I am deeply indebted to Janet and Narida for allowing me to be there to say goodbye. Today I see her off knowing she is at peace, no more fighting necessary, and that she knew she was loved.
My clearest memory in the South Tamworth Public School schoolyard would be at the beginning of our friendship. We had decided to play hopscotch and shared the responsibility of drawing up the hopscotch grid in the dirt. When we were finished it was easy to tell who did which bit. The wonky squares were my best effort while Daphnes’ were ruler straight lines with perfect angles to make a correct shaped box. She told me she was a year older than me and that my hand eye coordination and something called fine motor skills would improve with age. She knew this because her sister had told her so and then we laughed when we had to land sideways in my rectangle, borderline triangle, drawings that made the game more of a challenge.
Although she preferred everything to be as it should be she was never afraid of a challenge, which in hindsight could be why she put up with me for so long.
She put up with a lot too. We survived primary and high school and TAFE together and made many other friends along the way. Some of the important ones are here today.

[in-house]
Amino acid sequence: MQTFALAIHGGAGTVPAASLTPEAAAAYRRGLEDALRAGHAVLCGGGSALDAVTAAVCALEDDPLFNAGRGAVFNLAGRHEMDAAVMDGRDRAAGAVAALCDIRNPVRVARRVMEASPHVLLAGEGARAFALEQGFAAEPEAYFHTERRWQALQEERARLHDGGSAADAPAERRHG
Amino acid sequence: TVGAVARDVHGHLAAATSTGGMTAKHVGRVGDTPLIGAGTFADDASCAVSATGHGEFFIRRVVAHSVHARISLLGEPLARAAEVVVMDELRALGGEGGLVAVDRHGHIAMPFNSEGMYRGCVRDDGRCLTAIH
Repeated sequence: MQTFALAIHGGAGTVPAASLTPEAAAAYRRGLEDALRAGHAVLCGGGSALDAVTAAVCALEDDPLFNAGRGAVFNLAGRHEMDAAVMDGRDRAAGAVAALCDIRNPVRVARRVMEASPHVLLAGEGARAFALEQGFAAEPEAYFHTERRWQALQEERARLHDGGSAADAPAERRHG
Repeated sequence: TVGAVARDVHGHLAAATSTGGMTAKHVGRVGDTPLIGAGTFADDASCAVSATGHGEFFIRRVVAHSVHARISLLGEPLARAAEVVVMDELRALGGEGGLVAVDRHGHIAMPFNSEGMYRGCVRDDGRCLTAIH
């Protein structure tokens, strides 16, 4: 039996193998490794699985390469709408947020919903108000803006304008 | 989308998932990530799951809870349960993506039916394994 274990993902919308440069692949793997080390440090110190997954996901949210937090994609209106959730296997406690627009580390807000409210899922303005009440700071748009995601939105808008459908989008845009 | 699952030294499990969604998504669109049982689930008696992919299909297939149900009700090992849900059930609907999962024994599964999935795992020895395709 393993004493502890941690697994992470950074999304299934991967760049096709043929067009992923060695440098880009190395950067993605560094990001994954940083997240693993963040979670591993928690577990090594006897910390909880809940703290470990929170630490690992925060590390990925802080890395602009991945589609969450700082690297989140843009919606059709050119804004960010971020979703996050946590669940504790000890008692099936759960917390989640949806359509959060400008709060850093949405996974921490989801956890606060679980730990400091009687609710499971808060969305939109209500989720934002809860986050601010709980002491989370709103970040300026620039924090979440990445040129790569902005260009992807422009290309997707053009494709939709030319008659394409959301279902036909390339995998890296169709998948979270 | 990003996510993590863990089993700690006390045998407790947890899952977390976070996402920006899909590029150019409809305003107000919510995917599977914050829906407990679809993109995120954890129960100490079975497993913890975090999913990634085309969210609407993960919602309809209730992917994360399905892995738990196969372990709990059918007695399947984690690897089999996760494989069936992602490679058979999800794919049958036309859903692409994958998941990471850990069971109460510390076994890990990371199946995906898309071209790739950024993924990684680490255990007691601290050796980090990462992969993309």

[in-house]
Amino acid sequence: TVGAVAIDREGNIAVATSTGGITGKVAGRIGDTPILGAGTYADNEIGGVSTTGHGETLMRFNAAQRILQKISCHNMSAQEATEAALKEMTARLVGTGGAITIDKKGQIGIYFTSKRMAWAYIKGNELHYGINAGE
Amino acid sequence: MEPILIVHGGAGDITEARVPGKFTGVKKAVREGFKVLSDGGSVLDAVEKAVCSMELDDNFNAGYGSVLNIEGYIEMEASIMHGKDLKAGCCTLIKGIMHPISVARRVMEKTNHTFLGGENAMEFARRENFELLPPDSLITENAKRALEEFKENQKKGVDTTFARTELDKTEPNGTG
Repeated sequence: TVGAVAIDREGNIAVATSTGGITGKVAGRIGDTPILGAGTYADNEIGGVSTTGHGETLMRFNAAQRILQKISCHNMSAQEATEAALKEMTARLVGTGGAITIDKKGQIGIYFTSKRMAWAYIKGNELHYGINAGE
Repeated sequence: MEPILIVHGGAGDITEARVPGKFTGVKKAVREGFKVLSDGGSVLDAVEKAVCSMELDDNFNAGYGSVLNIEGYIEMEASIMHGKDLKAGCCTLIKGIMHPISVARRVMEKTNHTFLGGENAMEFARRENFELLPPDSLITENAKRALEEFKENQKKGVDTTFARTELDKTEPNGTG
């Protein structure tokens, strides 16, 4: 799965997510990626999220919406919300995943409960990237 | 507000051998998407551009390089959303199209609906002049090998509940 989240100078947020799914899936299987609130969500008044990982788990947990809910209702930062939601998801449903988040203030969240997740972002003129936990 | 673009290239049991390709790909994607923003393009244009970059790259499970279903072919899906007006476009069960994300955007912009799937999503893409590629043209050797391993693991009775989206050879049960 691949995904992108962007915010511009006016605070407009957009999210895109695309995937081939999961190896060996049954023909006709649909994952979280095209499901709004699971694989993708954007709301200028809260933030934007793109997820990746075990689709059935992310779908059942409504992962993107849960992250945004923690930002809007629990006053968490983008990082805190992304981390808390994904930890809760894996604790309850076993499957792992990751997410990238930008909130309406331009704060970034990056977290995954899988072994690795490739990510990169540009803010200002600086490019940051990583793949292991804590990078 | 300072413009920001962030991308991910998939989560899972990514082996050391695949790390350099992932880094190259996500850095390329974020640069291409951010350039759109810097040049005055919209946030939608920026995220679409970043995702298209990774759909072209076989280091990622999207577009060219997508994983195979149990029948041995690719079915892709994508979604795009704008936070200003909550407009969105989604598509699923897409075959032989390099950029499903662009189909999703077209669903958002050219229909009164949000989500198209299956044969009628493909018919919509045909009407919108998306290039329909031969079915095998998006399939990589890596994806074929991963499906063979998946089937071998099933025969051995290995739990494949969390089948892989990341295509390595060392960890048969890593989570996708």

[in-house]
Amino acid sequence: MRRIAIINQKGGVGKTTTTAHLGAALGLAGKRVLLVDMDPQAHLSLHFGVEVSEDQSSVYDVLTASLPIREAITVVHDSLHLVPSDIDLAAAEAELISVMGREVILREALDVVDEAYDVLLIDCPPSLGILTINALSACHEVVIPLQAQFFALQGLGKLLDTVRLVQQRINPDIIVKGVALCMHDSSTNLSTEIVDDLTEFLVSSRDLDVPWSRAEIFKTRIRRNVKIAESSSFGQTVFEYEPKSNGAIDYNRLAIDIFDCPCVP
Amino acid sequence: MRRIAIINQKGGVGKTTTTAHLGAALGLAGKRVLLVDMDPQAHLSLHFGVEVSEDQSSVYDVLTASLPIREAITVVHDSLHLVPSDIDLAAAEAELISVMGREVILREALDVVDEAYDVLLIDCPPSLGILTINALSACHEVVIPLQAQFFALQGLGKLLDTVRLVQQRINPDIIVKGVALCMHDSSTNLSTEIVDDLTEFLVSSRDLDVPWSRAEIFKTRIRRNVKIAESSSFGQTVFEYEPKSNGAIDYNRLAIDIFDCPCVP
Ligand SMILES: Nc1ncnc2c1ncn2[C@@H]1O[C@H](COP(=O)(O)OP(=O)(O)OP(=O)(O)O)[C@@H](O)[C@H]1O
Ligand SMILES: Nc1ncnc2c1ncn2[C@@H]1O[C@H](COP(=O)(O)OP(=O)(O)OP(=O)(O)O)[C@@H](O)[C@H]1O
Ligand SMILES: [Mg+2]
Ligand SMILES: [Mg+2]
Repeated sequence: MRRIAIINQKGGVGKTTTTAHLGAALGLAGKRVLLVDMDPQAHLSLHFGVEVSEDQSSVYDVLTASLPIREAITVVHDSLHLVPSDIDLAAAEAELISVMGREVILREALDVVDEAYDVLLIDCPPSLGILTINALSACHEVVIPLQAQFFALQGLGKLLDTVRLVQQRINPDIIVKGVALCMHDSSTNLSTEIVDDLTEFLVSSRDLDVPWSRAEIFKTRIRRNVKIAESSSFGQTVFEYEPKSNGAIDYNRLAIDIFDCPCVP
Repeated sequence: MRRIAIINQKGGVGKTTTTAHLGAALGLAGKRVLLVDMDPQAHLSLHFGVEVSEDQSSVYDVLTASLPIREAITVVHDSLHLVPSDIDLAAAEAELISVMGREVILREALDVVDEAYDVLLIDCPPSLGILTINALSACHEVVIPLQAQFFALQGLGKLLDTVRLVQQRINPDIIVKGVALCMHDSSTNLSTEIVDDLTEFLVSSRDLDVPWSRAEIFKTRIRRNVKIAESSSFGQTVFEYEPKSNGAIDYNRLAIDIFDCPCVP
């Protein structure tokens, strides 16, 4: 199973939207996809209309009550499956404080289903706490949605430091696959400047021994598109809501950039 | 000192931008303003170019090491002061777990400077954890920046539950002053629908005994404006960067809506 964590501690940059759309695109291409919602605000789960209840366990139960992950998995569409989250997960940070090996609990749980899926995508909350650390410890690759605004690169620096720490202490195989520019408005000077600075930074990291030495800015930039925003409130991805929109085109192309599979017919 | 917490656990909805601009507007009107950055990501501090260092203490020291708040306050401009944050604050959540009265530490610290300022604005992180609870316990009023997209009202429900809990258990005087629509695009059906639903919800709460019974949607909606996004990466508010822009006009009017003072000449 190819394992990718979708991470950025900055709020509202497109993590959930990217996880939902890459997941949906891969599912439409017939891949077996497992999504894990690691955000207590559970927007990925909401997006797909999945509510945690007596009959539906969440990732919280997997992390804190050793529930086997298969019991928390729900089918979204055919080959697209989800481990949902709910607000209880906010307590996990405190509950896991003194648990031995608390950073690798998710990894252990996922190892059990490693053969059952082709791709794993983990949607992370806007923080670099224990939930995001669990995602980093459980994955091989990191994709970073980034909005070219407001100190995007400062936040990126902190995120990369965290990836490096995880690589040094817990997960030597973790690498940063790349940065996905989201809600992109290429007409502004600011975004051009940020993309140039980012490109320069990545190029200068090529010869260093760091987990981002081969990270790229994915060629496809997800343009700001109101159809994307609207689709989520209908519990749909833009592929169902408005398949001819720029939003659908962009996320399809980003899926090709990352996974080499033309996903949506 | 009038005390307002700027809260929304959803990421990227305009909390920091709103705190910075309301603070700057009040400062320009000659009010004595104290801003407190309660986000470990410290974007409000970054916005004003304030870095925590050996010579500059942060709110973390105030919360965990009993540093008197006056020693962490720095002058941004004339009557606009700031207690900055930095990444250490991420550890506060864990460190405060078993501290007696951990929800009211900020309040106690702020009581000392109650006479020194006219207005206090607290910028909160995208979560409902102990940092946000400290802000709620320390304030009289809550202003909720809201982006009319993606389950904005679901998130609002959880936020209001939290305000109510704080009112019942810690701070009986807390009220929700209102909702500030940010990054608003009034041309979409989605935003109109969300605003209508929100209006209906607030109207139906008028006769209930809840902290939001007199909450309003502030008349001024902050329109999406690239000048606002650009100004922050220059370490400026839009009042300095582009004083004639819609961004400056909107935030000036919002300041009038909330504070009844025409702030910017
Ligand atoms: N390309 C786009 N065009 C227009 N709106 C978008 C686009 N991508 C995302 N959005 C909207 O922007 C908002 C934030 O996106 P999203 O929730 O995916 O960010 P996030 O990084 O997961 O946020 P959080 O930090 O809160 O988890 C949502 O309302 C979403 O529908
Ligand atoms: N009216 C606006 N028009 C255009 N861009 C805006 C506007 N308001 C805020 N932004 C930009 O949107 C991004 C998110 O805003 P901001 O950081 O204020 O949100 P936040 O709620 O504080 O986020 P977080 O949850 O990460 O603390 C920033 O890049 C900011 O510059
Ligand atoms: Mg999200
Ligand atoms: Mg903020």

When it came to the other people we knew however we had a system. I remembered faces and Daphne remembered names. It was just how it worked.
In our late teenage years we decided to take a holiday. We both wanted to see the country we lived in before travelling overseas so we could tell people what Australia was like outside Tamworth. I had my driver’s license and a car so we headed to the Warrumbungles. We camped in a beautiful spot of the national park and enjoyed the peace and quiet that only those places can provide.
We visited the observatory, mini world and decided, while we were close, we would do a day trip to the Dubbo Zoo. It was a good plan as we both wanted to see the zoo and all was going well until we were heading back to Coonabarabran and the car engine went bang.
We rolled into a roadside rest area and there the car stopped.
I confess, I might have lost the holiday mood as I opened the hood and stared blankly at the offending motor. I may have also said a few words a lady shouldn’t say when it dawned on me I had no idea what I was looking for never lone how to fix it if I found it.
Daphne however took charge and went for help. She had spotted a council vehicle parked in the rest stop and went off to find the driver rather than listen to my unproductive bad language. When she found him he was looking at a tree, which she later told me she thought was odd, and proceeded to tap him on the shoulder and politely ask if he could help us.
The poor man. She frightened the day lights out of him and he was still red faced from being caught urinating, el natural, when he got to my broken down car. He could no more fix the car than I could and he couldn’t even look at Daphne but he sent the NRMA out to us when he returned to Coonabarabran. Our holiday finished early with a nights stay at the local pub and we met some friendly locals who knew the council worker. They laughed with us.